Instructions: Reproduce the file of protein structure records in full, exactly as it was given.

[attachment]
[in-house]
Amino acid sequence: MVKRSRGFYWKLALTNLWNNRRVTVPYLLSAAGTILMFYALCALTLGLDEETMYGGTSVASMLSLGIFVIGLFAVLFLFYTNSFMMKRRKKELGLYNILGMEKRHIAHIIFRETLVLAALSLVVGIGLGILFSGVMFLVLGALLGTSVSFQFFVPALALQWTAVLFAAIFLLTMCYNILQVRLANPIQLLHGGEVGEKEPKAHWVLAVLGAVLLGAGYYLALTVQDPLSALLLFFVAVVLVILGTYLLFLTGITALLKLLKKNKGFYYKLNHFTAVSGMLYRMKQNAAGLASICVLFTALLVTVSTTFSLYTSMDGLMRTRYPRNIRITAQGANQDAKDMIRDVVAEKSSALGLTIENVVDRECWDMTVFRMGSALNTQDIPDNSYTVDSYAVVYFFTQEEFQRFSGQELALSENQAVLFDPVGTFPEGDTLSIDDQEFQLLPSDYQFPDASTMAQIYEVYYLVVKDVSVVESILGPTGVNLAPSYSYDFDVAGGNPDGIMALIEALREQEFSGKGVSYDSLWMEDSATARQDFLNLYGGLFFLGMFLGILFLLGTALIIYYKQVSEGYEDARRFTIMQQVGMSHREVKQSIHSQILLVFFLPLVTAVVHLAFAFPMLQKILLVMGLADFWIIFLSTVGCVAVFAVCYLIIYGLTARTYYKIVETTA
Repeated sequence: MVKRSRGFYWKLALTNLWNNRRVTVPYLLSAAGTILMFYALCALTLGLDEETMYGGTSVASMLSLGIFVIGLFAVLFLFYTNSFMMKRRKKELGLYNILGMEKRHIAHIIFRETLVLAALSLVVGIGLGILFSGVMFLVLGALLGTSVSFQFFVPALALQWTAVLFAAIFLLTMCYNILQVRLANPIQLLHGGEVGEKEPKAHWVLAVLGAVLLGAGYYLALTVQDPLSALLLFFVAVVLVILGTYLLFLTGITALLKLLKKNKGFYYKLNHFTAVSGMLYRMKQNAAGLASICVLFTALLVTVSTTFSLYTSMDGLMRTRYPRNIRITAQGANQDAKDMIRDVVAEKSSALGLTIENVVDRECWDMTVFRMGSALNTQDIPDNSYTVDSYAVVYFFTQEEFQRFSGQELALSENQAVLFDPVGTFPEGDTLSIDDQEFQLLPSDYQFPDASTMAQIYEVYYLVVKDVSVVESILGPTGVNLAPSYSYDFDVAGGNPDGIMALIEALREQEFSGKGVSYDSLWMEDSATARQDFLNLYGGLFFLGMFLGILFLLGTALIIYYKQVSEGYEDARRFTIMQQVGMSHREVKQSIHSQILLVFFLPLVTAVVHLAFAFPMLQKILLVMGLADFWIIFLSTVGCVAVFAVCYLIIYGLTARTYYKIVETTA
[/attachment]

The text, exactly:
[in-house]
Amino acid sequence: MVKRSRGFYWKLALTNLWNNRRVTVPYLLSAAGTILMFYALCALTLGLDEETMYGGTSVASMLSLGIFVIGLFAVLFLFYTNSFMMKRRKKELGLYNILGMEKRHIAHIIFRETLVLAALSLVVGIGLGILFSGVMFLVLGALLGTSVSFQFFVPALALQWTAVLFAAIFLLTMCYNILQVRLANPIQLLHGGEVGEKEPKAHWVLAVLGAVLLGAGYYLALTVQDPLSALLLFFVAVVLVILGTYLLFLTGITALLKLLKKNKGFYYKLNHFTAVSGMLYRMKQNAAGLASICVLFTALLVTVSTTFSLYTSMDGLMRTRYPRNIRITAQGANQDAKDMIRDVVAEKSSALGLTIENVVDRECWDMTVFRMGSALNTQDIPDNSYTVDSYAVVYFFTQEEFQRFSGQELALSENQAVLFDPVGTFPEGDTLSIDDQEFQLLPSDYQFPDASTMAQIYEVYYLVVKDVSVVESILGPTGVNLAPSYSYDFDVAGGNPDGIMALIEALREQEFSGKGVSYDSLWMEDSATARQDFLNLYGGLFFLGMFLGILFLLGTALIIYYKQVSEGYEDARRFTIMQQVGMSHREVKQSIHSQILLVFFLPLVTAVVHLAFAFPMLQKILLVMGLADFWIIFLSTVGCVAVFAVCYLIIYGLTARTYYKIVETTA
Repeated sequence: MVKRSRGFYWKLALTNLWNNRRVTVPYLLSAAGTILMFYALCALTLGLDEETMYGGTSVASMLSLGIFVIGLFAVLFLFYTNSFMMKRRKKELGLYNILGMEKRHIAHIIFRETLVLAALSLVVGIGLGILFSGVMFLVLGALLGTSVSFQFFVPALALQWTAVLFAAIFLLTMCYNILQVRLANPIQLLHGGEVGEKEPKAHWVLAVLGAVLLGAGYYLALTVQDPLSALLLFFVAVVLVILGTYLLFLTGITALLKLLKKNKGFYYKLNHFTAVSGMLYRMKQNAAGLASICVLFTALLVTVSTTFSLYTSMDGLMRTRYPRNIRITAQGANQDAKDMIRDVVAEKSSALGLTIENVVDRECWDMTVFRMGSALNTQDIPDNSYTVDSYAVVYFFTQEEFQRFSGQELALSENQAVLFDPVGTFPEGDTLSIDDQEFQLLPSDYQFPDASTMAQIYEVYYLVVKDVSVVESILGPTGVNLAPSYSYDFDVAGGNPDGIMALIEALREQEFSGKGVSYDSLWMEDSATARQDFLNLYGGLFFLGMFLGILFLLGTALIIYYKQVSEGYEDARRFTIMQQVGMSHREVKQSIHSQILLVFFLPLVTAVVHLAFAFPMLQKILLVMGLADFWIIFLSTVGCVAVFAVCYLIIYGLTARTYYKIVETTA